My father was a geologist.
And with every trip and every car ride and every journey to a new state or mountain range or coastline, it was inevitable that he would excitedly exclaim and point and swerve the car to the edge of the road to show us an outcropping.
Or layer of shale.
Or a metamorphic or an igneous or a sedimentary rock.
And with great protests and eye rolls and shared glances, we would all stop what we were doing and begrudgingly listen to the rock lecture.
With an extra helping of grudgingly.
He would map out those journeys and geologic explorations and sedimentary rock patterns in great detail.
And when he passed away we found his painstakingly drawn maps covered with notations and arrows and explanations tucked away in the attic.
Just looking at those maps brings back a road trip like it was yesterday.
I can hear his voice.
I can see his enthusiasm.
I can feel his heart beating in every line.
And that’s where those maps were destined to stay, gathering dust in someone’s attic.
A lifetime of work keeping company with old boxes of clothes and broken-down furniture.
Until my sister found them.
And remembered the legacy.
She took one of the maps that had been tucked away in a box.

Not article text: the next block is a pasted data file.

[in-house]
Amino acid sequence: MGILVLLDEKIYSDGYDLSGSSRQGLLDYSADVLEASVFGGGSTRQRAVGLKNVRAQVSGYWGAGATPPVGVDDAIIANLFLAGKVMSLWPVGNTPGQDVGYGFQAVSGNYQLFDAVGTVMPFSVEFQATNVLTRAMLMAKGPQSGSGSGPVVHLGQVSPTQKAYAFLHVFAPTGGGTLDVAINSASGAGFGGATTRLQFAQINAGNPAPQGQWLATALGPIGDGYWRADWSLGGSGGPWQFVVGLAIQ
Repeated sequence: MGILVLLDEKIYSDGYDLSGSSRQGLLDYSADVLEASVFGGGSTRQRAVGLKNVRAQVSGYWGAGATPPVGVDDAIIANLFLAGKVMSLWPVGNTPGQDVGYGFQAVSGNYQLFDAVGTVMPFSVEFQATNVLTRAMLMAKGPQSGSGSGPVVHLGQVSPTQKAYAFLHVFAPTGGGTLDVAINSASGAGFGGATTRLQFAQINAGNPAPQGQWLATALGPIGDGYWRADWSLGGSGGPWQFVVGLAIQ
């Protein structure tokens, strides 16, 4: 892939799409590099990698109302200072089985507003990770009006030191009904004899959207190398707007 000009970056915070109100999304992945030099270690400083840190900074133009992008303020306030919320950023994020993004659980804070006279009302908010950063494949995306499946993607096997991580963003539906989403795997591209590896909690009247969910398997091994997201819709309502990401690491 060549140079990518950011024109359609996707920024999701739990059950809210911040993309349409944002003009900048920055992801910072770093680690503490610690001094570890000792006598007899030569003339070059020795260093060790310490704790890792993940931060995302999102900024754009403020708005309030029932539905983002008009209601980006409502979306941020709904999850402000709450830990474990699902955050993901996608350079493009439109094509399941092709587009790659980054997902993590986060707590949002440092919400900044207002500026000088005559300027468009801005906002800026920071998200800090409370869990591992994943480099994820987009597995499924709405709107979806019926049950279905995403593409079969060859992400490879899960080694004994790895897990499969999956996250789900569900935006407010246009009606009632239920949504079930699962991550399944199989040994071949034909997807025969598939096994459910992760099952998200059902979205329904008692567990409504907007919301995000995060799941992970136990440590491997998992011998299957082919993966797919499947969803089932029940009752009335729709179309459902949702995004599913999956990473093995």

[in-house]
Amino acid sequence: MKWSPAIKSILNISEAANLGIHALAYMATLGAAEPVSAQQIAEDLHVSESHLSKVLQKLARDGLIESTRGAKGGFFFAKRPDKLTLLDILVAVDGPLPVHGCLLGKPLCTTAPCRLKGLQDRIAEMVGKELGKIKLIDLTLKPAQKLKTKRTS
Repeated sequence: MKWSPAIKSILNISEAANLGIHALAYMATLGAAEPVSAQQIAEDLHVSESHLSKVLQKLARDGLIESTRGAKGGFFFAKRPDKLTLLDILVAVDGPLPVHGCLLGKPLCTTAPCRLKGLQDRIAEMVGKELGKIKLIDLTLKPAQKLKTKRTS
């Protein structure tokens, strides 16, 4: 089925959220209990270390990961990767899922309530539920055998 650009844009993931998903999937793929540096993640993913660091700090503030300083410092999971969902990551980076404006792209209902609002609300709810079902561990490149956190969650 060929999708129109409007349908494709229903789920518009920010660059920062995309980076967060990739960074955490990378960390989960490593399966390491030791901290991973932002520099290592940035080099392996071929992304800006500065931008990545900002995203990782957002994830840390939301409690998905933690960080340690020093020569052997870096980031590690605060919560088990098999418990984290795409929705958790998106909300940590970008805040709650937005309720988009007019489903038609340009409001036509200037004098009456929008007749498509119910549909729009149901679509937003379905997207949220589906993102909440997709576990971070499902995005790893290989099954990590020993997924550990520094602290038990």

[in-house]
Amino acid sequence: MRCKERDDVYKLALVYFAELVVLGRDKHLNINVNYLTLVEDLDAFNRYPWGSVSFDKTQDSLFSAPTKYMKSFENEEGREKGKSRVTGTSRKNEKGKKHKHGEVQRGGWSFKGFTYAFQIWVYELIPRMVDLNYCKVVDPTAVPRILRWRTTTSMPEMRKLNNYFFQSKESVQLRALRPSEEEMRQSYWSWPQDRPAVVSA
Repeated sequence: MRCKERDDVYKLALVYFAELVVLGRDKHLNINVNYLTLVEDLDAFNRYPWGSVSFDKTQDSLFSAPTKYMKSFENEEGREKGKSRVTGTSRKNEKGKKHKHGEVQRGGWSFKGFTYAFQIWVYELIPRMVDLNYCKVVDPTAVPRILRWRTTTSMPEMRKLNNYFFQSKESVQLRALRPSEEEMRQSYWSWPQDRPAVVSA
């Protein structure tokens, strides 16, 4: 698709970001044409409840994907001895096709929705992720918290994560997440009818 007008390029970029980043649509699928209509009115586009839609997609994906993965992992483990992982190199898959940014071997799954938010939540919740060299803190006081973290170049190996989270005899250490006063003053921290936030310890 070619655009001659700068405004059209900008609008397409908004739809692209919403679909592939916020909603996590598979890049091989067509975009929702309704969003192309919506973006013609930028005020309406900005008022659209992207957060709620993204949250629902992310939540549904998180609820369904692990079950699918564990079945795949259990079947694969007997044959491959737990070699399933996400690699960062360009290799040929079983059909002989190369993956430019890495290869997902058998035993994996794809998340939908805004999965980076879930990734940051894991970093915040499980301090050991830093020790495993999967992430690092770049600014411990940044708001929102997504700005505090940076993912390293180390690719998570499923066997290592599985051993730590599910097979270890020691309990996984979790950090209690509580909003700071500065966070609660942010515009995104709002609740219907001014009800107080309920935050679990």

And from that single solitary map she clipped and cut and shaped and formed these Scandinavian stars for each one of us.
A traditional Scandinavian Christmas decoration.
A symbol of cheer and good luck.
Each a piece of art.
Each a beautiful creation in its own right.
And that would have been an amazing present all on its own. But when you place the stars together something incredible happened.
You could see the rest of the journey.
You could see the path our father traveled.
A little piece of those long-ago road trips…..
…..with a heartbeat in every line. 🙂
PS If you want to create a keepsake from something on your own journey, here’s instructions to make your own.
PPS This is installment number 1 in the handmade Christmas present series.
I’m just getting started. 🙂